Thieves Go High-Tech To Steal Today’s Computerized Cars

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Today’s cars can contain over 100 computers and millions of lines of software code, which are all networked together and can operate all aspects of your vehicle. It is only logical that following this shift, car theft has gone high-tech.

According to Techxplore, the computers in a vehicle can be divided into four categories; The majority are dedicated to operating the vehicle’s drive train-controlling the fuel, the battery, monitoring emissions, and operating cruise control. The second category is for safety- collecting data from in and around the vehicle for functions like lane correction, automatic braking, and backup monitoring. The third category is information-entertainment systems that provide music and video and can interface with personal devices through Bluetooth. The last category is the navigation system.

The major difference between a car network and a typical computer network is that all the car devices trust each other, so if an attacker can access one, they can easily access all computers in the car.

Some new car features make it easier for thieves while other features make it harder. There are several methods of stealing today’s smart cars.

One of the high-tech features is the use of keyless entry and remote start, which has become very common. The first keyless fobs transmitted a digital code to the car, and it would unlock, but thieves quickly realized they could eavesdrop on the radio signal and make a recording to then “replay” and unlock the car. Now the newest fobs use a one-time code to open the door for increased security.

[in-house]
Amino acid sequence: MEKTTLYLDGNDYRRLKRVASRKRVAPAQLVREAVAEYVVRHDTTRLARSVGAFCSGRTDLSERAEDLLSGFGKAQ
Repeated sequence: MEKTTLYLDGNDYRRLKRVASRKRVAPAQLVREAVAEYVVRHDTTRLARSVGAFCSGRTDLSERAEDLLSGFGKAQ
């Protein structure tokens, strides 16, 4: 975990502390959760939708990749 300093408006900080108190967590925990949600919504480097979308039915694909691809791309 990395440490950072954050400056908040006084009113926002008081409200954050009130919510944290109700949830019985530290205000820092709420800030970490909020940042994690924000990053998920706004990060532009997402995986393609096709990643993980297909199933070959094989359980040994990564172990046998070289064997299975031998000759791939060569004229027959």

One method thieves use involves using two devices to build an “electronic bridge” between a person’s fob and car, in which two thieves go to the owner’s car and home and trick the car into searching for a fob signal, and the fob to reply, and then steal the signal to activate the car and drive off. Carmakers are looking to fix this by ensuring the fob is in the car for it to be driven.

The network used for the communication of all the car’s computers is called a “controller area network bus”. Car thieves often try to hack into the CAN bus and then the computers that control the car’s engine, since it stores a copy of the wireless key code, and thieves can clone this to a blank key fob to use to start the victim’s car.

Since cars are only getting more high-tech and complex, thieves are likely to continue and find new and creative ways to steal them. To protect against this, as always keep your vehicle locked, and don’t leave your key fob in it. The other, newer security measure is to keep your vehicle’s software up to date, just as you do with your phone and computer.

This information was provided by Techxplore.